WASHINGTON — President Joe Biden was elected on a promise to work across the aisle. But his first address to a joint session of Congress made few overtures to Republicans — until he ad-libbed some personal gratitude for Senate Republican leader Mitch McConnell.
While Biden didn't opt to attack Republicans, the minimal appeals for cooperation are another sign of the continued division in Washington.
In a House Chamber mostly empty because of Covid-19 restrictions, Republicans stood to applaud only a handful of times, such as when Biden called for defeating cancer and said most police officers "serve their communities honorably."
"I know of nothing that is more bipartisan, so let's end cancer as we know it. It's within our power to do it," Biden said as lawmakers from both parties stood to cheer.
But Republicans otherwise largely sat stone-faced behind their masks as he laid out his agenda and asked for their support on issues from infrastructure to police reform.
"I applaud a group of Republican senators who just put forward their proposal," he said. "We welcome ideas."
But there was little else for Republicans. For instance, he mentioned "jobs" more than 40 times and "vaccines" 14 times but said "Republicans" just six times and "bipartisan" just twice.
Biden's only mention of the top Senate Republican came when he strayed from his prepared remarks to thank McConnell, whose filibuster powers represent the biggest obstacle to Biden's agenda.
Biden recalled a bipartisan cancer research bill that passed Congress at the end of his time as vice president, which McConnell suggested naming after Biden's late son, Beau, who died from a brain tumor in 2015.
"You'll excuse the point of personal privilege. I'll never forget you standing, Mitch, and saying name it after my deceased son," Biden said.
He mostly urged Republicans to move to his positions, however. "We need more Senate Republicans to join with the overwhelming majority of their Democratic colleagues and close loopholes and require background checks to purchase a gun," he said.
"If you actually want to solve the problem — I have sent you a bill. Now pass it," he said about immigration and the border.
Republicans, who have shown little evidence that they're genuinely interested in working with Biden, blamed him for the lack of bipartisanship.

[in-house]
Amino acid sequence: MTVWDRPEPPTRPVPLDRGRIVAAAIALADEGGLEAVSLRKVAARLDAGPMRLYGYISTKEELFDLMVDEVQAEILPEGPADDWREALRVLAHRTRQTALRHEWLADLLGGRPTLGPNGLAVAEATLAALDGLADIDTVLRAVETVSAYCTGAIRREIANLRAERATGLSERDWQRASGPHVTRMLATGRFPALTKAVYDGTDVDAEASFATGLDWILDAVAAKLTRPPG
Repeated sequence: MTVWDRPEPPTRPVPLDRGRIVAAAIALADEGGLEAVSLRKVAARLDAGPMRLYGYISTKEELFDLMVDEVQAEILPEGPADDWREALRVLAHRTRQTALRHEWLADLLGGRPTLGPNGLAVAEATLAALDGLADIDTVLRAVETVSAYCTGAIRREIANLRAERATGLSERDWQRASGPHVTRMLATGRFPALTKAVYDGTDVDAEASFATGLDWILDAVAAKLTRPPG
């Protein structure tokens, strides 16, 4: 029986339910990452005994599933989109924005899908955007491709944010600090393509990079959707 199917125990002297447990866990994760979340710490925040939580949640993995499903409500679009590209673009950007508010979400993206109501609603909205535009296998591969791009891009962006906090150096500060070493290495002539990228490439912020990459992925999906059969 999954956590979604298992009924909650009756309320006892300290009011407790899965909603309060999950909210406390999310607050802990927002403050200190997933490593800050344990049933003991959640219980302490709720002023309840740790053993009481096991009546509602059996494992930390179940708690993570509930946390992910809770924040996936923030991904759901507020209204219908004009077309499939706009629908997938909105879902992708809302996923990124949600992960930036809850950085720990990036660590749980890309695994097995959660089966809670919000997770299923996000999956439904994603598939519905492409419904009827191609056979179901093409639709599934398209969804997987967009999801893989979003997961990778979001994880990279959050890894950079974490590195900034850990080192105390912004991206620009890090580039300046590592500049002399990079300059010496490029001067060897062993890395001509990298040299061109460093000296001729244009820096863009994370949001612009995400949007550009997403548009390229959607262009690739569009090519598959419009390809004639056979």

"A lot of us who know Joe and worked with Joe are wondering what happened to that guy. Seems like he's tied up in a basement somewhere," Sen. Ted Cruz, R-Texas, told reporters, echoing a frequent campaign criticism by former President Donald Trump that Biden remained at home during the pandemic.
Sen. Tim Scott of South Carolina, delivering the GOP's official response, said he didn't want to be partisan and then knocked Biden for being too partisan.
"A president that promised to bring us together should not push an agenda that tears us apart," Scott said. "Our nation is starving for more than empty platitudes. We need policies and progress that brings us closer together."
Scott said Republicans passed five bills responding to the pandemic last year, when they controlled Congress, before Democrats decided to "go it alone" on Biden's $1.9 trillion package.
And he said Biden and Democrats' infrastructure plan is loaded with "partisan wish list" items. "They won't even build bridges to build bridges," Scott said.
Many Democrats say that Republicans have no interest in working with Biden and that they just want to slow or derail his agenda so they can blame him for its failure.
But the White House has stepped up its efforts to court Republicans in recent days, an acknowledgment that he will need at least 10 Republican senators to pass most legislation.
Even Biden's call to cure cancer drew sarcastic derision from the conservative news site Breitbart.
"President Science Calls for End to Cancer 🙄" the site declared in a headline on its front page, with an eye-rolling emoji.